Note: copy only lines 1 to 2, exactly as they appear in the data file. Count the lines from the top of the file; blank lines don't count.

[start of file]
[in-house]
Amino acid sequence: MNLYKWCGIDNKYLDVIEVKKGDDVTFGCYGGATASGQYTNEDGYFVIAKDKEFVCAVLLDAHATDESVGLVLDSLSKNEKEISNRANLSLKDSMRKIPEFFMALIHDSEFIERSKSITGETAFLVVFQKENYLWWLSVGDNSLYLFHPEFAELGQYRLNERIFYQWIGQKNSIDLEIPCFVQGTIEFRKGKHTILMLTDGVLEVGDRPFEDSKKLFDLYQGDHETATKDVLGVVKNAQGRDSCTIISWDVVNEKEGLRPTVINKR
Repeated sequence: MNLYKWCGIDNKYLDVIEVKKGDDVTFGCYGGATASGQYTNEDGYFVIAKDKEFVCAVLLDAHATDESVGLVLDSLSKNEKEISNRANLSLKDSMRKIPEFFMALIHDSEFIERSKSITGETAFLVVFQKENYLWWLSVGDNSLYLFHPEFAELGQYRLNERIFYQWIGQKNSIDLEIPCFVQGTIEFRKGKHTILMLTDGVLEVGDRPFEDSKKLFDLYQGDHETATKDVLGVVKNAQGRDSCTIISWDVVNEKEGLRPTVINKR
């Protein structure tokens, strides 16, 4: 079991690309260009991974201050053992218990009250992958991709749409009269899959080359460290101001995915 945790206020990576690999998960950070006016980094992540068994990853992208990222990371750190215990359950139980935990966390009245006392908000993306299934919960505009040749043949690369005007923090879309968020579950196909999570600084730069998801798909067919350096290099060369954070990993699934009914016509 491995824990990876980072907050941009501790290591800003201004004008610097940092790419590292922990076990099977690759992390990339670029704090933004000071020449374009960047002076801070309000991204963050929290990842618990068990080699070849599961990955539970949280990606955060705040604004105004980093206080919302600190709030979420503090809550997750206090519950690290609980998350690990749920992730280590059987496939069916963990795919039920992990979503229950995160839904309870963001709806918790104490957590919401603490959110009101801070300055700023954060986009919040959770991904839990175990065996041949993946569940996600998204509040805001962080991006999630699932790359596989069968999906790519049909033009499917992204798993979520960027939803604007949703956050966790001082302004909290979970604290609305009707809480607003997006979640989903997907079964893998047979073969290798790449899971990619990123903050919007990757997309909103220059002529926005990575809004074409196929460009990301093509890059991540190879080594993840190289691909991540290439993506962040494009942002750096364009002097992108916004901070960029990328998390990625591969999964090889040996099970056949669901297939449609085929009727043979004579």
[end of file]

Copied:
[in-house]
Amino acid sequence: MNLYKWCGIDNKYLDVIEVKKGDDVTFGCYGGATASGQYTNEDGYFVIAKDKEFVCAVLLDAHATDESVGLVLDSLSKNEKEISNRANLSLKDSMRKIPEFFMALIHDSEFIERSKSITGETAFLVVFQKENYLWWLSVGDNSLYLFHPEFAELGQYRLNERIFYQWIGQKNSIDLEIPCFVQGTIEFRKGKHTILMLTDGVLEVGDRPFEDSKKLFDLYQGDHETATKDVLGVVKNAQGRDSCTIISWDVVNEKEGLRPTVINKR